For some reason, many psychological thrillers are set in the South or in parts of America that are rural, trailer park-littered or downright white trashy. It’s the go-to location for films that dig deep into the human mind and expose darkness, grit and in some cases, psychosis. White Rabbit is one such film and while it has a lot of the conventional thriller movie tropes, it does offer some fresh faces in the cast and some rather inventive filmmaking techniques. Not all audiences will find this picture appealing. In fact, it’s almost guaranteed that it will repel some and be considered in many instances, quite offensive. The psychological aspect can be a bit of a tough pill to swallow and the tension between the characters is palpable. Basically, it’s a dark film with a lot going for it.
Harlon (Nick Krause) is a socially awkward teen who lives in a dysfunctional household with Darrell (Sam Trammell), his alcoholic/drug-addled father. Darrell uses Harlon as an emotional punching bag and it certainly has its adverse effects. A traumatic hunting incident where Darrell forces a young Harlon to shoot and kill a defenseless white rabbit leaves a big enough mental scar that this contributes heavily to his current state of emotional turbulence. Bullied on a regular basis at school and coping with his bestfriend’s (Ryan Lee) recent suicide, Harlon is having one hell of a week. He soon strikes up a romance with out-of-towner Julie (Britt Robertson) and this only serves to complicate the young man’s already exceedingly complicated life.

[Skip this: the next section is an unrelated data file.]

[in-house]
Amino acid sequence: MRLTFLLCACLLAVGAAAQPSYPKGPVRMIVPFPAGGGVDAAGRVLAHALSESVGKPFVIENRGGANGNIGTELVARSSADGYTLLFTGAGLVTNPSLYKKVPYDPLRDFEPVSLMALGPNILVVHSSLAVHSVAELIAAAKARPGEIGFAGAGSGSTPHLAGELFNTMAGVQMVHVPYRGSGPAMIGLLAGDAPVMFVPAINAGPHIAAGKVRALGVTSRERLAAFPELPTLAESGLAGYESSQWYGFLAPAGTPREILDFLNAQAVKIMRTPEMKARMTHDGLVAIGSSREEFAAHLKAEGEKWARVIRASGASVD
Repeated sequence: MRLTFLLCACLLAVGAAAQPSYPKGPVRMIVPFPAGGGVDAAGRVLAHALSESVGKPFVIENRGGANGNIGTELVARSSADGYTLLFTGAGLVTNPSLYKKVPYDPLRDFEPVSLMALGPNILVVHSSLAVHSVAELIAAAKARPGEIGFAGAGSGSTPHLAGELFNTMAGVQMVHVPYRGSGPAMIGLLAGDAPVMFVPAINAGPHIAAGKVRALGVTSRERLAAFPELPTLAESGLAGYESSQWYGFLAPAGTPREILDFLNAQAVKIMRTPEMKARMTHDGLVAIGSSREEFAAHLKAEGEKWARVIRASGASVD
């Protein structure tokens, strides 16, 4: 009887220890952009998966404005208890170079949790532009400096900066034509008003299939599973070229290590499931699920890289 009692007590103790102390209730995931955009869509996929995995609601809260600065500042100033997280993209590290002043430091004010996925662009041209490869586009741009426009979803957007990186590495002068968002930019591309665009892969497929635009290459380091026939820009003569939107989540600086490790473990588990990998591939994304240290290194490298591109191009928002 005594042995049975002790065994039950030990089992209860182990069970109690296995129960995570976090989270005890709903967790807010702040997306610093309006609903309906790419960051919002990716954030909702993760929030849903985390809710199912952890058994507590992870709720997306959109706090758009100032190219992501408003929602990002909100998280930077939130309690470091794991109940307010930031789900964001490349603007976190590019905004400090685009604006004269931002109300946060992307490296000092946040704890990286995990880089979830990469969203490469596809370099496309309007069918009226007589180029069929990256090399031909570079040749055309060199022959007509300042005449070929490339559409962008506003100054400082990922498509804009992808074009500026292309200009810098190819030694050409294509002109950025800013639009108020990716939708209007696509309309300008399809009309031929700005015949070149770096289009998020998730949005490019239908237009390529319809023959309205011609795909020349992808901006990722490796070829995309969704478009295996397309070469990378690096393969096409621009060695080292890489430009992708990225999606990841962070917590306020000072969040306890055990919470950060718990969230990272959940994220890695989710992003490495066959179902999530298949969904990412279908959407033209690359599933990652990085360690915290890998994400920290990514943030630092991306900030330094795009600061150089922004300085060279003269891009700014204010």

White Rabbit is a film with many layers. The plight of Harlon is a curious one and the viewer is in for one crazy ride. Nick Krause (The Descendants, Boyhood) isn’t the best actor, his performance is a tad wooden with little to no emotion but he does his best with the character. Britt Robertson (The First Time, Dan in Real Life) is cute as a button as the free spirit Julie and Ryan Lee (Super 8, This is 40) does a fine job as the sidekick who succumbs to his own depression. It’s pretty remarkable how such a young person has such a firm grasp on the human condition. But the real star here would have to be Sam Trammell (True Blood, The Fault in Our Stars) whose portrayal of a substance-abusing redneck father is spot on and provides for some of the film’s meatier subplots. He is simply wonderful in this.
Told in a smart combination of straightforward narrative, flashback and hallucination, White Rabbit is a visual feast for the senses. Director/editor Tim McCann (Revolution #9, Desolation Angels) keeps the viewer guessing all throughout the film, challenging said viewer to dig deep and unravel the mysteries of the plot all the way until the film’s chilling finale. Harlon’s adventure is a strange one but it is definitely one worth exploring. While White Rabbit may not be everyone’s cup of tea, it is a painfully honest story about flesh and blood characters. It’s not a feel-good picture by any means but it is most definitely a powerful exercise in dramatic cinema.